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Are companies turning to ‘greedflation’ to take (more of) your money?

In the midst of a joint writer and actor strike in Hollywood, it has become evident that corporate greed is what the picketers are fighting against. As the president of the Screen Actors Guild-American Federation of Television and Radio Artists (SAG-AFTRA) recently stated at a press conference, “We are being victimized by a very greedy entity… How they plead poverty, that they’re losing money left and right while giving hundreds and millions of dollars to their CEOs.”

It isn’t just the movie and TV industry that is getting fed up with corporate greed and it isn’t uniquely American either. The International Monetary Fund (IMF) stated in June that rising corporate profits may account for half the driving force behind inflation in Europe. Of course, not everyone agrees with this theory – many would rather point the blame to rising wages. However, let’s take a moment to look at what some are now calling ‘greedflation’ as it is something business journalists should take into account when reporting on corporations.

Explaining greedflation

The idea that corporate desire to increase profits is directly linked to inflation has always been considered a fringe theory but is one that some experts are starting to look at more seriously. A recent Insider piece noted that new earning reports for food companies show that ‘much of the price increases are going to companies’ bottom line’ rather than solely covering the rising cost of doing business.

In a competitive market, it should be difficult if not impossible for a company to boost profit by raising prices: competing firms with lower prices would happily snap up their customers. But what if a global crisis gave all companies a good excuse to hike prices at the same time?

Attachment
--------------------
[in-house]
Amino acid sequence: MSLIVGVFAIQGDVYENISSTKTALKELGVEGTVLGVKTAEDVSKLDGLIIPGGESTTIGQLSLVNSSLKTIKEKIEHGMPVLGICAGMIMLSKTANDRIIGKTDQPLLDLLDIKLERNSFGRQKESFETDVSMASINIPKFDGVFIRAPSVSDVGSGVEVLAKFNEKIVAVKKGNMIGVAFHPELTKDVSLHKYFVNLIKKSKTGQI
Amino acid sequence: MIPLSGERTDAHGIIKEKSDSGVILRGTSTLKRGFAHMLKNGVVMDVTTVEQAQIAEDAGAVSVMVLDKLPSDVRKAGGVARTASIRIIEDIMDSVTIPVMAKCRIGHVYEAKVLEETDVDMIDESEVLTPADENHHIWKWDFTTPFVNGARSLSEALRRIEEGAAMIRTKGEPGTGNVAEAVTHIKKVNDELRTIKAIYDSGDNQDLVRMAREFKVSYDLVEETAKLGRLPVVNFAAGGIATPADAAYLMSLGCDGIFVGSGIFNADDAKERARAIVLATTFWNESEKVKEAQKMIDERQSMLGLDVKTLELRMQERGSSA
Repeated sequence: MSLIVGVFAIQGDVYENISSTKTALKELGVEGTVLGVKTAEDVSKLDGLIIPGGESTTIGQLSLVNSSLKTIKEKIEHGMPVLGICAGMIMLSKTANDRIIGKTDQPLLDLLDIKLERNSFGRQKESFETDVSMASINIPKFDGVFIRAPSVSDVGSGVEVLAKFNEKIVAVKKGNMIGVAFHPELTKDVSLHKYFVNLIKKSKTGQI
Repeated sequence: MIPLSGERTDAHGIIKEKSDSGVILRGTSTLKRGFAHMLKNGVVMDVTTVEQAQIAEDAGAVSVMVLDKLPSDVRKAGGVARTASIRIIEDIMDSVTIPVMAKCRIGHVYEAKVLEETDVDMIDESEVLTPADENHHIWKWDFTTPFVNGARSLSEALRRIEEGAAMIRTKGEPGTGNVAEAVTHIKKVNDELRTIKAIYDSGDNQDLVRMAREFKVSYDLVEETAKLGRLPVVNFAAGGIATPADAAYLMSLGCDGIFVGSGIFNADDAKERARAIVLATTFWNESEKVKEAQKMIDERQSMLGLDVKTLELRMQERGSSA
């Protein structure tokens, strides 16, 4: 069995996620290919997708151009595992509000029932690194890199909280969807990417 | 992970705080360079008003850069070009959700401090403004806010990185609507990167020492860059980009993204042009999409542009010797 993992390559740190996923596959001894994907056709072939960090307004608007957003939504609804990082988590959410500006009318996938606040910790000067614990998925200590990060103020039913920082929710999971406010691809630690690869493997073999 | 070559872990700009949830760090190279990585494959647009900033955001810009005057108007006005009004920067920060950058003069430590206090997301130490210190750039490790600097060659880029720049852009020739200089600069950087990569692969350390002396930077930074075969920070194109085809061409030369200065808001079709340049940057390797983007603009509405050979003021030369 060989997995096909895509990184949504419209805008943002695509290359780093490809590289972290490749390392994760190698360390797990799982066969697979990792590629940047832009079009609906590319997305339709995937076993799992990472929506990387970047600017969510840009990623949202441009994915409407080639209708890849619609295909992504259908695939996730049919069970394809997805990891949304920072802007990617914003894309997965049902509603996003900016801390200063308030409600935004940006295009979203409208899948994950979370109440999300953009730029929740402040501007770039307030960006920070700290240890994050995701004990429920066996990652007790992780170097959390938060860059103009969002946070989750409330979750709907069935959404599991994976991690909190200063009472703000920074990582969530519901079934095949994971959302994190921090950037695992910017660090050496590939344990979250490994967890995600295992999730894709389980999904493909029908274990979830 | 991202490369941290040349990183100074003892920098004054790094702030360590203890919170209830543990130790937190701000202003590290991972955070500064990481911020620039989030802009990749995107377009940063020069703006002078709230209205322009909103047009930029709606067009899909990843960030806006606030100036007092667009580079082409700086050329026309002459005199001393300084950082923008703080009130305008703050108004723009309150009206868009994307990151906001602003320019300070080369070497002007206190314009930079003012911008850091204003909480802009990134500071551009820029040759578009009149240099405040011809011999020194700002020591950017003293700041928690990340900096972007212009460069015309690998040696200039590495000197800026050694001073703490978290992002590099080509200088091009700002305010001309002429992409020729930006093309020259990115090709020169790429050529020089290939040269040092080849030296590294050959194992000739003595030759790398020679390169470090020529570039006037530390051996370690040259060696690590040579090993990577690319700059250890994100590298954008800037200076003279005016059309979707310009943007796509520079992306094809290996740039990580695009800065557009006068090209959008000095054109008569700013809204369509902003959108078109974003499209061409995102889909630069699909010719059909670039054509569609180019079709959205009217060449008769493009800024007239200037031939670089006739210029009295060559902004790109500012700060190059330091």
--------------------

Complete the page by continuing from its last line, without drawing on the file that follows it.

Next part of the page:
Some of the biggest companies in the S&P 500 reported record profits last year, yet prices and inflation have continued to increase nonetheless. Additionally, non-financial corporate profit margins in the U.S. are at the highest they have been since the 1950s, averaging 14% at the end of 2022. An op-ed in the Financial Times last November stated that the power of storytelling by corporations is not one to be underestimated. Corporations are excellent at convincing buyers that price increases are necessary and justified even when they ‘really serve as cover for profit margin expansion.’

Simple explanations are never the full story

Some economists argue that the idea of greedflation is ‘nonsense’ and is merely a political tool used to hate on big corporations, but a recent paper out of the University of Massachusetts shows that it isn’t a throwaway theory and the idea does have some merit. The authors argue that, confronted with a widespread and compelling (i.e. storifiable) macroeconomic shock, companies might come to an implicit agreement to all hike their prices even without a rise in costs.

It is important to note that no single explanation can account for what is currently happening in the economy. It isn’t just supply shortages, rising wages, or pure greed that causes prices to go up. It is a mixture of all of those things combined and what has the strongest influence fluctuates from one industry to another, and even among companies within individual industries.

However, just because corporate greed may not completely explain inflation, this does not mean that it should not be considered at all. It’s easy to tell from a company’s income statement whether wage costs or other expenses are rising – as well as whether it’s able to cut costs in other areas. It is up to journalists to check if a company’s explanation of its need to hike prices fits with its published financials and to not let PR spin dictate the narrative to the public.

As a very wise business journalism student once said, “the private sector is fertile ground for investigative reporting.”

So get digging.


  • Julianne Culey

    Julianne is the Assistant Director of the Reynolds Center with expertise in marketing and communications and holds a master's in Sociology from Arizona State University.

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